Astronomy Fun Fact #87
It's common knowledge that there are different unit systems. That's why Americans use units like inches, pounds, and degrees Fahrenheit instead of meters, kilograms, and degrees Celcius.
The latter unit system -- the one that uses meters and kilograms -- is called the metric system of units. Most of the world uses it, and so most scientists use it, too.
But within the metric system, there are small variations that different scientific disciplines have adopted. Astronomers use the cgs system, which stands for centimeters-grams-seconds.
So even though astronomers study the biggest things that exist, we learn to measure values in terms of some of the smallest units. You might think it makes more sense to measure the distance between the Earth and the Sun in kilometers, or even gigameters (1 billion meters), but I learned it in centimeters instead because of the cgs system.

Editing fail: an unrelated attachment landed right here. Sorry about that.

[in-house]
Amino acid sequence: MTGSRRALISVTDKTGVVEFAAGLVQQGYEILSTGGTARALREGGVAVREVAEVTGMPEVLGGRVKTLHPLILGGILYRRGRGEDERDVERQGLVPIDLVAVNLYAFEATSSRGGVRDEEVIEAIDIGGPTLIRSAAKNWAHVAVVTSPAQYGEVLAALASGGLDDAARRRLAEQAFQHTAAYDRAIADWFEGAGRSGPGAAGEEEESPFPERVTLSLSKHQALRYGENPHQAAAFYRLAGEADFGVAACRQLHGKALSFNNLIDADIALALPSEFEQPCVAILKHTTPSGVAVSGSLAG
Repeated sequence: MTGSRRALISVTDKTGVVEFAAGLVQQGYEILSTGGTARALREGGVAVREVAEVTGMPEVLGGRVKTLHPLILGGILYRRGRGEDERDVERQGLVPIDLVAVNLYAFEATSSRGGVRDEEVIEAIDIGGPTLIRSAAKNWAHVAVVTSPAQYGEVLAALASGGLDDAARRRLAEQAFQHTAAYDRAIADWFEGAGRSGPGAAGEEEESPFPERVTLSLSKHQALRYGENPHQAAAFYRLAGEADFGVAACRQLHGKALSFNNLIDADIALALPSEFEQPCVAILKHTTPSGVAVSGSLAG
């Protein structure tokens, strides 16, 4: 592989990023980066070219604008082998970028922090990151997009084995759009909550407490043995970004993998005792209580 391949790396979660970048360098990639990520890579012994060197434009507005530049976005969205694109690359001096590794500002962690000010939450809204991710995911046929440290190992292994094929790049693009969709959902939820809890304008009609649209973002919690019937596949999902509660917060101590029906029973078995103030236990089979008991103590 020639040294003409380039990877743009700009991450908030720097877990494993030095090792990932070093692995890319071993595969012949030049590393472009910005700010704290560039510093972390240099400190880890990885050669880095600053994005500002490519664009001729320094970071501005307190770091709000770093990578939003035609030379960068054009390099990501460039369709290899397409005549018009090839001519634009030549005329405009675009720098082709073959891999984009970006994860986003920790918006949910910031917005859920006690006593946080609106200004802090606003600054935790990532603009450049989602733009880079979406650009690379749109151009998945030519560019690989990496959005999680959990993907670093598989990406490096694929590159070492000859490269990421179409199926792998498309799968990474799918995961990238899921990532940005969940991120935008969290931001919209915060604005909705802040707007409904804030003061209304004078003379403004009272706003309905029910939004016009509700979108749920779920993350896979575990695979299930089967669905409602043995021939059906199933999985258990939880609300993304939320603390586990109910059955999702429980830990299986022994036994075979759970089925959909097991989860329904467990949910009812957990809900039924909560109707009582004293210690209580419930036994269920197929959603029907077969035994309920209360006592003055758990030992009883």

This has some interesting consequences for other measurements as well. For example, instead of using joules to measure energy, astronomers use ergs. And instead of using Newtons to measure force, astronomers use dynes.
It's pretty easy to convert between these different units, but it does get really frustrating to have to do those conversions in your head when you're talking to someone from a different scientific discipline!